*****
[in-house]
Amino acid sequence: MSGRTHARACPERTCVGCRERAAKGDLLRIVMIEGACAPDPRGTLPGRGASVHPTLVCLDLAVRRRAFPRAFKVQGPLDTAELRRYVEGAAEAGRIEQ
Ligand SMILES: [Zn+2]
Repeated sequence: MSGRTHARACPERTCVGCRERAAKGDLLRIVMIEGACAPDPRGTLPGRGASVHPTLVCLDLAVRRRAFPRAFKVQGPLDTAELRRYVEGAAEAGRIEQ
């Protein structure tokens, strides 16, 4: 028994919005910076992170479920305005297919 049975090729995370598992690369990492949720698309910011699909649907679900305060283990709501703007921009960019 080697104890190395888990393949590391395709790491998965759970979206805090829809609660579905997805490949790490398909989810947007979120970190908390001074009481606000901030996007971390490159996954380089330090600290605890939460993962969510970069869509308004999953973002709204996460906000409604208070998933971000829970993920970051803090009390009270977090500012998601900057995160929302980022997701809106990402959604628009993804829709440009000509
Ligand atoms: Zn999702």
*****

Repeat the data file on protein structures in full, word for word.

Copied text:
[in-house]
Amino acid sequence: MSGRTHARACPERTCVGCRERAAKGDLLRIVMIEGACAPDPRGTLPGRGASVHPTLVCLDLAVRRRAFPRAFKVQGPLDTAELRRYVEGAAEAGRIEQ
Ligand SMILES: [Zn+2]
Repeated sequence: MSGRTHARACPERTCVGCRERAAKGDLLRIVMIEGACAPDPRGTLPGRGASVHPTLVCLDLAVRRRAFPRAFKVQGPLDTAELRRYVEGAAEAGRIEQ
């Protein structure tokens, strides 16, 4: 028994919005910076992170479920305005297919 049975090729995370598992690369990492949720698309910011699909649907679900305060283990709501703007921009960019 080697104890190395888990393949590391395709790491998965759970979206805090829809609660579905997805490949790490398909989810947007979120970190908390001074009481606000901030996007971390490159996954380089330090600290605890939460993962969510970069869509308004999953973002709204996460906000409604208070998933971000829970993920970051803090009390009270977090500012998601900057995160929302980022997701809106990402959604628009993804829709440009000509
Ligand atoms: Zn999702």